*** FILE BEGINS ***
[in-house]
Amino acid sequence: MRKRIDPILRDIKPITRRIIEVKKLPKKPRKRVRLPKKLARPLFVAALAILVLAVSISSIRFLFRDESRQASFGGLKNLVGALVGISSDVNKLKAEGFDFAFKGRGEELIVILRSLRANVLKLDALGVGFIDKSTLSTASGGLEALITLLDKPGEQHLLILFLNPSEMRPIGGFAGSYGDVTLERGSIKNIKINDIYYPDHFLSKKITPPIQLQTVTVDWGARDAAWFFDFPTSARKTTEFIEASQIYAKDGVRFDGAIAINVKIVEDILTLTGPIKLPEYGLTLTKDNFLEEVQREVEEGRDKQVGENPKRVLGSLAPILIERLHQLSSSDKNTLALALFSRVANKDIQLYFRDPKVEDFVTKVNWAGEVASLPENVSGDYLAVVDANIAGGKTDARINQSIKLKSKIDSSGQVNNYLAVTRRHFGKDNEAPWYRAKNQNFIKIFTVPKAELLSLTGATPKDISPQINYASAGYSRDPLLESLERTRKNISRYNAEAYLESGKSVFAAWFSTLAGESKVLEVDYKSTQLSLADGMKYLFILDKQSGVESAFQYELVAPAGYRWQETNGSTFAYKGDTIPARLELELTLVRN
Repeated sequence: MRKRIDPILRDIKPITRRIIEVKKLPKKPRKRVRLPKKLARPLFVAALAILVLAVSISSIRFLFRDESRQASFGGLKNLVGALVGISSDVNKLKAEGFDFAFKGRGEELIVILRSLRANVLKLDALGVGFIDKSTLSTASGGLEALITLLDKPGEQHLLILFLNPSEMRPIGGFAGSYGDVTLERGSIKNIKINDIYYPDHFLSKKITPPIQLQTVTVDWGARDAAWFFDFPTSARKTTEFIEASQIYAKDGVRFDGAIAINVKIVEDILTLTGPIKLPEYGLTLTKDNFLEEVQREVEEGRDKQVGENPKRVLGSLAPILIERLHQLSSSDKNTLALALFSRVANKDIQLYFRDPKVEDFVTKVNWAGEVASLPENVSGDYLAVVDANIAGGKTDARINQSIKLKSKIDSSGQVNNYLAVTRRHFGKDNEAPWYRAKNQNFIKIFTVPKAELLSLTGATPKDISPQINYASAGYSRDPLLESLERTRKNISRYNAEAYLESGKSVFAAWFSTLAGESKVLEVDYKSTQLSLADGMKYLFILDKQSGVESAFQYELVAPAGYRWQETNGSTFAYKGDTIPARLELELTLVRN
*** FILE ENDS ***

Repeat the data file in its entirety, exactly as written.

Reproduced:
[in-house]
Amino acid sequence: MRKRIDPILRDIKPITRRIIEVKKLPKKPRKRVRLPKKLARPLFVAALAILVLAVSISSIRFLFRDESRQASFGGLKNLVGALVGISSDVNKLKAEGFDFAFKGRGEELIVILRSLRANVLKLDALGVGFIDKSTLSTASGGLEALITLLDKPGEQHLLILFLNPSEMRPIGGFAGSYGDVTLERGSIKNIKINDIYYPDHFLSKKITPPIQLQTVTVDWGARDAAWFFDFPTSARKTTEFIEASQIYAKDGVRFDGAIAINVKIVEDILTLTGPIKLPEYGLTLTKDNFLEEVQREVEEGRDKQVGENPKRVLGSLAPILIERLHQLSSSDKNTLALALFSRVANKDIQLYFRDPKVEDFVTKVNWAGEVASLPENVSGDYLAVVDANIAGGKTDARINQSIKLKSKIDSSGQVNNYLAVTRRHFGKDNEAPWYRAKNQNFIKIFTVPKAELLSLTGATPKDISPQINYASAGYSRDPLLESLERTRKNISRYNAEAYLESGKSVFAAWFSTLAGESKVLEVDYKSTQLSLADGMKYLFILDKQSGVESAFQYELVAPAGYRWQETNGSTFAYKGDTIPARLELELTLVRN
Repeated sequence: MRKRIDPILRDIKPITRRIIEVKKLPKKPRKRVRLPKKLARPLFVAALAILVLAVSISSIRFLFRDESRQASFGGLKNLVGALVGISSDVNKLKAEGFDFAFKGRGEELIVILRSLRANVLKLDALGVGFIDKSTLSTASGGLEALITLLDKPGEQHLLILFLNPSEMRPIGGFAGSYGDVTLERGSIKNIKINDIYYPDHFLSKKITPPIQLQTVTVDWGARDAAWFFDFPTSARKTTEFIEASQIYAKDGVRFDGAIAINVKIVEDILTLTGPIKLPEYGLTLTKDNFLEEVQREVEEGRDKQVGENPKRVLGSLAPILIERLHQLSSSDKNTLALALFSRVANKDIQLYFRDPKVEDFVTKVNWAGEVASLPENVSGDYLAVVDANIAGGKTDARINQSIKLKSKIDSSGQVNNYLAVTRRHFGKDNEAPWYRAKNQNFIKIFTVPKAELLSLTGATPKDISPQINYASAGYSRDPLLESLERTRKNISRYNAEAYLESGKSVFAAWFSTLAGESKVLEVDYKSTQLSLADGMKYLFILDKQSGVESAFQYELVAPAGYRWQETNGSTFAYKGDTIPARLELELTLVRN